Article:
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On average, five people are killed on New Zealand farms each year in work-related quad bike incidents. In addition, there are more than 100 severe injuries each year on New Zealand farms.
- Riders must be trained/experienced enough to do the job.
- Choose the right vehicle for the job.
- Always wear a helmet.
- Don’t let kids ride adult quad bikes.
- Only carry a passenger if there is no reasonable alternative.
The purpose of this information sheet is to help reduce the risk of injuries and fatalities by providing practical guidance on how to manage various four – wheeled motorbike (quad bikes) risks. There are estimated to be over 80,000 quad bikes in use on and around farms throughout New Zealand. They might not look it, but quad bikes are powerful and complex pieces of machinery. The rider needs to shift and use their body weight to control the bike. This is called ‘active riding’.
Quad bike riding skills need to be learned through riding experience and training. Riders who are unfamiliar with the particular quad bike or farm terrain, and/or unskilled in the proper active riding techniques are at increased risk of injury.
The most common types of accident involve people falling off quads, rolling them, or hitting objects. WorkSafe New Zealand accepts the recommendations in this information sheet as current industry good practice. They will help you comply with the Health and Safety at Work Act 2015 (HSWA).
Accepted Good Practice
Only let people with the right training and experience ride a quad bike. Bike riders must have appropriate riding skills. To check a rider’s skills, talk about safe farm bike riding with them and get them to show their skills under direct supervision. Riders must know about the best routes to take, no-go zones and what jobs can be done by bike compared to other vehicles.
Quad bikes are vehicles designed for off-road use. They are not suited for travelling on public roads, mostly because they are light and offer little protection from other vehicles should you have a collision.
To be able to ride a quad bike on public roads, you must:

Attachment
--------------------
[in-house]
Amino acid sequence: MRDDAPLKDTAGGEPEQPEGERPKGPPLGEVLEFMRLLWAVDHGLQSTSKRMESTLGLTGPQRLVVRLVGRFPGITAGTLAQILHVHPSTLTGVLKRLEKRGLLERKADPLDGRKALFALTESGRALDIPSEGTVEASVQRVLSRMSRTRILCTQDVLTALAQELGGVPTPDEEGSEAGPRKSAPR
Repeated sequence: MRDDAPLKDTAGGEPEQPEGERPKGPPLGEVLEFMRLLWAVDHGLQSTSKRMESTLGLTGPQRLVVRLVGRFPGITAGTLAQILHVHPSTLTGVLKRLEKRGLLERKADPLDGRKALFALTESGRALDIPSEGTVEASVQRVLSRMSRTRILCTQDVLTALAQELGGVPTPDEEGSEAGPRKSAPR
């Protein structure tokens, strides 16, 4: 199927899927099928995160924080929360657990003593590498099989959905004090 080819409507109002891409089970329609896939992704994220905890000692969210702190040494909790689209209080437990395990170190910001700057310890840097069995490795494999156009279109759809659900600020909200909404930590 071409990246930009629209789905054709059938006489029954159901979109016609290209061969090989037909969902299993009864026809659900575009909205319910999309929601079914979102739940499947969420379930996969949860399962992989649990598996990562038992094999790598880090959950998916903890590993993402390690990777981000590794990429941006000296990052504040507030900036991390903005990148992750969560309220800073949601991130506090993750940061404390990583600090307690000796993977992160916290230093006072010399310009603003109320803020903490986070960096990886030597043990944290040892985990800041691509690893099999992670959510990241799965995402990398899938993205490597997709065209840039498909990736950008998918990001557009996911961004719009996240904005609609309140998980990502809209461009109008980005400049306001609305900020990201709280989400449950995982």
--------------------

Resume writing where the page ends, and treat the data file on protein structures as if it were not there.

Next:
- register and license the quad bike
- hold a current New Zealand driver licence
- wear an approved safety helmet
- maintain a current warrant of fitness.
See the NZTA website (www.nzta.govt.nz)(external link) for further information and exemptions for quad bikes used exclusively on farm.
Under HSWA persons conducting a business or undertaking (PCBUs) must ensure the safety of workers while at work so far as is reasonably practicable. Workers also have a duty to take reasonable care of their own health and safety. To manage the risks involved in riding quad bikes at work, helmets should be worn on or off-road to ensure the safety of the rider.
Health and safety legal requirements
The primary duties of a PCBU include:
- providing and maintaining a safe work environment, safe plant and structures and safe systems of work
- providing any information, training, instruction or supervision that is necessary to protect everyone from the health and safety risks at work.
- take reasonable care for their own health and safety and that their actions or inactions do not harm the health and safety of others
- co-operate with any reasonable health and safety policy or procedure of the PCBU notified to them and comply with any reasonable instruction given by the PBCU (eg using personal protective equipment).
Choosing the right vehicle for the job
Quad bikes are not designed to carry passengers. If you need to move other people around the farm, use a suitable vehicle such as a ute, side-by-side or utility vehicle.
You should always follow the manufacturer's guidelines when operating a quad bike. However, in exceptional circumstances if you need to operate a quad bike outside of the manufacturer's guidelines in relation to carrying passengers. Then you must carry out a risk assessment.
If after carrying out a risk assessment you do decide to carry passengers, you can reduce the risks by taking the following steps:
- Both you and the passenger should wear approved quad bike helmets.
- If you are carrying a passenger you should be an experienced and competent quad bike rider.
- You should tell the passenger how and where to sit, and to listen carefully to your instructions while the quad bike is moving.
- Make sure you don’t go faster than 20km/h.
- Avoid steep and uneven surfaces.
For more information about carrying passengers on quad bikes see the position statement Guidelines on the carriage of passengers on quad bikes available on the WorkSafe website
Table of risks
|Riding the bike||
|Working alone and in isolation||
|Children on quadbikes||
Table of risks
|Towing and attachments||
Farm quad bike pre-operation checklist
Note: refer to the manufacturer’s instructions for your particular quad bike for the correct specifications (for example, tyre pressure, and the correct engine temperature for checking the oil).
Adapted from A handbook for workplaces: Quad bikes on farms 2009, from WorkSafe Victoria.